[DNSfirewalls] RPZ Trigger on answer section

Paul Vixie paul at redbarn.org
Sat Dec 23 18:12:10 UTC 2017

Davey Song wrote:
> ...
> * The proposal
> The intuitive idea to this problem is to hack the website's DNS system
> to break cname context and add a AAAA to that zone. It is expected to
> response a IPv6 address to AAAA type query.
> A lighter approach is to put a proxy or dnsdist in front of the
> authoritative server to respond as it is desired.
> A more nature way is to harness the existing RPZ(Response Policy Zone)
> to accommodate the requirement base on the local policy. The local
> policy is that if the response return only a cname to AAAA type query,
> the server should response with a configured AAAA record.

RPZ is not able to act on two or more attributes of a response, only 
one. None of the relevant attributes will be the QTYPE of the query or 
any of the RRTYPEs of the answer. so, as it is today, RPZ cannot help 
you with your problem.

> * Issues using RPZ (my personal experience)
> By searching the RPZ configuration rules, there is only a trigger: IP
> Trigger which operates on the answer section to an A/AAAA query. But
> that trigger is perform exactly on the IPv4/IPv6 address contained as a
> answer of a DNS response. There is no trigger in RPZ reacting perfectly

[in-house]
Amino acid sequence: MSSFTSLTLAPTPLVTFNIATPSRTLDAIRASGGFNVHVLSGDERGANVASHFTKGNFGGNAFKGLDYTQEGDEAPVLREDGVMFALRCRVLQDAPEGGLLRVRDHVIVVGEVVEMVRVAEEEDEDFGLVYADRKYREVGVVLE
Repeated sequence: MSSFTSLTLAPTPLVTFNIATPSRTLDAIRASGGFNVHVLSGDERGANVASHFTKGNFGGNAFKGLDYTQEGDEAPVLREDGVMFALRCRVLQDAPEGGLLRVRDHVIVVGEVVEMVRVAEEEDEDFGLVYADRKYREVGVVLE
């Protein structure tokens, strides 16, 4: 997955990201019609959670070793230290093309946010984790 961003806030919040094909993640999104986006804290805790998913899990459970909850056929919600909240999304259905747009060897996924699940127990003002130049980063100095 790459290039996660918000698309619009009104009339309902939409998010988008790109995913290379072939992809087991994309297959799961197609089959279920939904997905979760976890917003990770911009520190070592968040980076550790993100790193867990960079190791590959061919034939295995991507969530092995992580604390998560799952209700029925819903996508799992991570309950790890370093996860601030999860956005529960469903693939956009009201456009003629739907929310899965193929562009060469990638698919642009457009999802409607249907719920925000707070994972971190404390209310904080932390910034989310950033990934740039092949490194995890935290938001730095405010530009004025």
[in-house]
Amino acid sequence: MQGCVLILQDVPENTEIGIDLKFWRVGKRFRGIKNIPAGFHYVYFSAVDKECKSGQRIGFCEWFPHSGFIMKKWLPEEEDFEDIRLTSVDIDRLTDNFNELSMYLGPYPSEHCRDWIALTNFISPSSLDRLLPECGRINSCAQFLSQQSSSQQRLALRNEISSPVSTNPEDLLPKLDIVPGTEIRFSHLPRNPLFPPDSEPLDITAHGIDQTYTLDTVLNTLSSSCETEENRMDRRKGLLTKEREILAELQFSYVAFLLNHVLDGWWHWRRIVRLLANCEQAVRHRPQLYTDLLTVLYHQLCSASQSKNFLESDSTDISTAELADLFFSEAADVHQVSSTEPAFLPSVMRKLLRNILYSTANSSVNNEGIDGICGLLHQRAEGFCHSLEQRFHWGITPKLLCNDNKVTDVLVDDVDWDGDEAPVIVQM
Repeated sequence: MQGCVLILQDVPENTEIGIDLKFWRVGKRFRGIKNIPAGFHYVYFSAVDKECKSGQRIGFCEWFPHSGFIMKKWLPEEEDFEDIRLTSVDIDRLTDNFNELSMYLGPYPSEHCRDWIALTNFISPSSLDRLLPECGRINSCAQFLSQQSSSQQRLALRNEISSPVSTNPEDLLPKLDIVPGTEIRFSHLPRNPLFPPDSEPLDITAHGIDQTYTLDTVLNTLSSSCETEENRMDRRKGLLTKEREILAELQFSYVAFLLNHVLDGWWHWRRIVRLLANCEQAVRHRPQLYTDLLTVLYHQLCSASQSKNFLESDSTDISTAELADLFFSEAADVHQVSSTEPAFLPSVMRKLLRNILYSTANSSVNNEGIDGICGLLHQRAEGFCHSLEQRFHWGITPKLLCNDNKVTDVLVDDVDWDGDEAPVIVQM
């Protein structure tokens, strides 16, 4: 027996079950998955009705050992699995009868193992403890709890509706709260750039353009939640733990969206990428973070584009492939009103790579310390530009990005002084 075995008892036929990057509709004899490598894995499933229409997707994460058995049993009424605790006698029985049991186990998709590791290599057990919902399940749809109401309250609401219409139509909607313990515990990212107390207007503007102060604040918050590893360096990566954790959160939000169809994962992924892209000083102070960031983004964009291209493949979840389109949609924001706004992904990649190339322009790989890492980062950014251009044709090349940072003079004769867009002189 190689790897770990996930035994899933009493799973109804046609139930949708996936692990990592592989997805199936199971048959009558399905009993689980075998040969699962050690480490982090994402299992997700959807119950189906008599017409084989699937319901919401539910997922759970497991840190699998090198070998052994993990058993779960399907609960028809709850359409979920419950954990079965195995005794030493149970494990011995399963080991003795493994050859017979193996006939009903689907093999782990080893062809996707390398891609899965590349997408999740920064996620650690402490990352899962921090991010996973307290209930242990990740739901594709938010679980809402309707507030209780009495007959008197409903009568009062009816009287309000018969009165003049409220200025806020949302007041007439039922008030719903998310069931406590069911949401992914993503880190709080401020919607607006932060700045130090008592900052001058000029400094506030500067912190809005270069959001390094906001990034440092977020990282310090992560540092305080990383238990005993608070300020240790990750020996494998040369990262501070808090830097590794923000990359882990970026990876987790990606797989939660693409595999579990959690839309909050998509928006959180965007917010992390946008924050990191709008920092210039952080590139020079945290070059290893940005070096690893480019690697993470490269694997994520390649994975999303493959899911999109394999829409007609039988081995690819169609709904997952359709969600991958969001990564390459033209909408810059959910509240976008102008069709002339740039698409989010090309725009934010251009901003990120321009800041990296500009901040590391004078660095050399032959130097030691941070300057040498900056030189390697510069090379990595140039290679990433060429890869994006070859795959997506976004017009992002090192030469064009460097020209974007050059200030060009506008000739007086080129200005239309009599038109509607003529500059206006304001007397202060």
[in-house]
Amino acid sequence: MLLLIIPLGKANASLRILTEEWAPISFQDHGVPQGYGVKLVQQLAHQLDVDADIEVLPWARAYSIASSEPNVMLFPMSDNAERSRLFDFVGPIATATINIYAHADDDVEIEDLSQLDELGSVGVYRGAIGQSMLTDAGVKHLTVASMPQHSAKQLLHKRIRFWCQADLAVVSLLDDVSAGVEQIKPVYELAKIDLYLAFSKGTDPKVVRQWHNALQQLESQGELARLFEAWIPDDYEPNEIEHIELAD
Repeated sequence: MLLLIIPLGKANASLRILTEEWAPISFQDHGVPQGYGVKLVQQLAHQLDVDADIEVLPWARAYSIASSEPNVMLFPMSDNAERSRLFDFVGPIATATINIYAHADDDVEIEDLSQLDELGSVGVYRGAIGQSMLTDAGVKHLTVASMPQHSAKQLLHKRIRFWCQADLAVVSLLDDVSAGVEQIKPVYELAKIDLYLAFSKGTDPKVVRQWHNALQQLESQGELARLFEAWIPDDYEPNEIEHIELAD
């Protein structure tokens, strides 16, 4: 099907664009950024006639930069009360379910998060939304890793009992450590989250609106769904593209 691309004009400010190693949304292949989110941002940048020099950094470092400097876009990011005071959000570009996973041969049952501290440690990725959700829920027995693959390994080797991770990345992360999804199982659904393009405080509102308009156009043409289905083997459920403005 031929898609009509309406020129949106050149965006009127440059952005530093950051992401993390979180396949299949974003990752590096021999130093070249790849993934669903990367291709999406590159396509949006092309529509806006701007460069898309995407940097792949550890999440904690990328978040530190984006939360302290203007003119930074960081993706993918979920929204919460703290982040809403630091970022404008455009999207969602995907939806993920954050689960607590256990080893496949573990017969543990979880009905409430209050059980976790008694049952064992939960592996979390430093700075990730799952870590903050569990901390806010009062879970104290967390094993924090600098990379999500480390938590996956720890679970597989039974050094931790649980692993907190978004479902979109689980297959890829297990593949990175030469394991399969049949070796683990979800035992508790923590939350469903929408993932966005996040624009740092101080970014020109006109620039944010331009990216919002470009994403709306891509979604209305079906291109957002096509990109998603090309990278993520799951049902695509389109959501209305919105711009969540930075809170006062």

> according to the proposal.

i think you mean that of the five available triggers, only one is 
related in any way to an IP address. however, your word "exactly" is not 
correct. RPZ triggers can be based on IP prefixes (which means, IP4 or 
IP6 prefixes) of any length. to specify a host, a full (32 bit or 128 
bit) prefix is provided, to specify a network or a group of networks, a 
shorter prefix (less than 32 bits, or less than 128 bits) is specified.

you are correct that there is no trigger in RPZ that does what you need. 
moreover, there may not be anything in DNS that does what you need. the 
CNAME returned in the CDN IP4 case will be cached, and your authority 
server will not receive subsequent queries about any RRset for that 
alias (CNAME owner). so, even if you use dnsdist, or hand-write your own 
DNS server, it's not clear that you could ever win.

P Vixie

More information about the DNSfirewalls mailing list